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HoF Post mortem/Is the Hall in trouble?


Biggio has to wait for enshrinement to the HoF. Photo Karen Warren/Houston Chronicle

Obligatory HoF Reaction post.

I wasn’t going to write one.  But email/text conversations later I thought it may just be easier to write a thousand words on the topic.

As the front page of the BBWAA site says, “No players elected for the first time since 1996.” Also for only the 8th time in the history of balloting, no player was elected this cycle by the electorate.

We all knew this day was coming.  You can google articles from nearly 5 years ago when the whole slew of these first time players were first known to all be eligible on this ballot and know this day was coming.  And now here we are.

My interpretation of the results for the major players kind of goes like the following:

  • Craig Biggio was “penalized” by some voters for not being a “First Ballot Hall of Famer” calibre player.  Therefore lots of voters who have annointed themselves the keepers of this title skipped voting for him this year.  Much like what happened to Roberto Alomar (who went from 73% to 90% from 1st ballot to 2nd) we probably see Biggio get > 90% next year.  He’s clearly a hall of famer, but clearly not a first balloter in some eyes.
  • Jack Morris is screwed.  He only rose from 66% to 67%, indicating to me that enough people have bought into the anti-Morris narrative that has been so fully expoused by sabre-tinged writers to outlast the old-school guard of baseball writers who covered Morris and remember him as I do.
  • Piazza and Bagwell both are side effects of the PED argument, but clearly get more credit for possibly being clean than the next two names.  But enough people are believing that “back acne” proves PED usage for Piazza, and “muscles” proves PED usage for Bagwell, so both will likely struggle to get to 75% for a few years.
  • Clemens and Bonds: both getting almost identical vote totals in the 36-37% range despite both being amongst the best who ever played indicates a clear statement being made by the older voters, who clearly are penalizing these guys for their alleged/accused/leaked grand testimony involving PEDs.  I’ll bet though that both players will get significantly more votes in subsequent years and probably eventually make it.
  • Sosa and McGwire: probably both never get in, since both are in the 12-16% range.  Writers clearly believe both guys were 100% the product of andro and steroids, and thus artificially gained their accomplishments.
  • Bernie Williams and Kenny Lofton both amazingly will fall off the ballot.  I don’t think either are HoFamers but I also thought they deserved to hang around on the ballot for a while (kind of like a Dale Murphy or a Don Mattingly) to discuss.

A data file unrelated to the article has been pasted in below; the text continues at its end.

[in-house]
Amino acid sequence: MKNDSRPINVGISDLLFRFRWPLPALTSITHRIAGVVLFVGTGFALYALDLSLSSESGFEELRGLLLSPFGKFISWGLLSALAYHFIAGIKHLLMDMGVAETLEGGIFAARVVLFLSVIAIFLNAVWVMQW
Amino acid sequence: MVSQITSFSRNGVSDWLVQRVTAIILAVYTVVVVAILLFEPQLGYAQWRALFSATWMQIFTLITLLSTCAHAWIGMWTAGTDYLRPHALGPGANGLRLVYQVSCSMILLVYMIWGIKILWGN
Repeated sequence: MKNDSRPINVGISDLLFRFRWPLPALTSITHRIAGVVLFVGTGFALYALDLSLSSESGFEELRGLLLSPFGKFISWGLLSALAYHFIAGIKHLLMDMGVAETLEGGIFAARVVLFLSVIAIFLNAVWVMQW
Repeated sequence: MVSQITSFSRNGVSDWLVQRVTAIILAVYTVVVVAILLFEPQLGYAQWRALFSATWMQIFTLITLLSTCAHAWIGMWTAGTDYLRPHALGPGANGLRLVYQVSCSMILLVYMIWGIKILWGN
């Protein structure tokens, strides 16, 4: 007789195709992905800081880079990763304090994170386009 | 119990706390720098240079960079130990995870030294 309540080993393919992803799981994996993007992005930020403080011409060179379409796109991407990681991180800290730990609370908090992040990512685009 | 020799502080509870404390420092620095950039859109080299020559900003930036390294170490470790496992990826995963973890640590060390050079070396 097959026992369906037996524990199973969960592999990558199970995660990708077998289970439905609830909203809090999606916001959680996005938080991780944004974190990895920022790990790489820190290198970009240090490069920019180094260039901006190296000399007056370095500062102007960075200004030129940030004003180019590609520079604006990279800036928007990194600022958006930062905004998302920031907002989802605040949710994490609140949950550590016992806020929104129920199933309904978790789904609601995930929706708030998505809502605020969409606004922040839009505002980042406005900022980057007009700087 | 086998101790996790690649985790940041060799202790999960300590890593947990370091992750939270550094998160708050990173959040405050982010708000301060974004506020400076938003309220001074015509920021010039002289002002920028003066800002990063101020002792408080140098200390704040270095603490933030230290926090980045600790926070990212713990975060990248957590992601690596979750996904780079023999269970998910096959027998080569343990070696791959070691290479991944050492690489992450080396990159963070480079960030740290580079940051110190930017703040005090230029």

• Tim Raines and Lee Smith are probably never getting in; their vote totals don’t seem to be changing much, and a slew of more deserving names are coming in the next 5 years.
  • Edgar Martinez, TrammellMcGriff, Walker, Mattingly: they’re all marginal candidates for different reasons, and they all seem likely to die on the ballot in the 30-40% range.  I like Martinez for the Hall; in a sentence if you elect the best relief pitchers, how can you not elect the best designated hitters?
  • Palmeiro sealed his fate the moment he tested positive.  It doesn’t matter if he broached magical barriers of 500 (homers) and 3000 (career hits).  He’ll never get in.
  • Lastly, the interesting case of Curt Schilling.  38.8% on the first ballot.  What does this mean?  He’s definitely never been accused of PEDs, had a great peak, was absolutely one of the best pitchers in the game for at least a short amount of time, has 3000 Ks but not 300 wins (or close to it), had an iconic moment in the bloody sock game, and was on two different WS winning teams.  A 127 career ERA+ puts him career 48th, even or ahead of plenty of hall of famers.  Why so few votes?  What statement is being made here?  I’m not sure entirely.  Maybe this is a combination of the “not a first ballot hall of famer” denials AND some sense of outrage against the outspoken Schilling from older media members who covered him and still vote primarily with their egos.

Back to the question of the article; is the HoF in trouble?  Well, yes and no.

No because I think Biggio will be elected next year, along with two more big names who have never had a schred of PED accusations (Maddux and Glavine).  And you can see guys in each of the subsequent years easily being elected (Randy Johnson and Pedro Martinez in 2015, Ken Griffey Jr in 2016, Pudge and Manny in 2017 unless there’s still PED outrage at that point.  And that ensures there’s ceremonies with who should be absolute no-brainer electees each year for the next few years.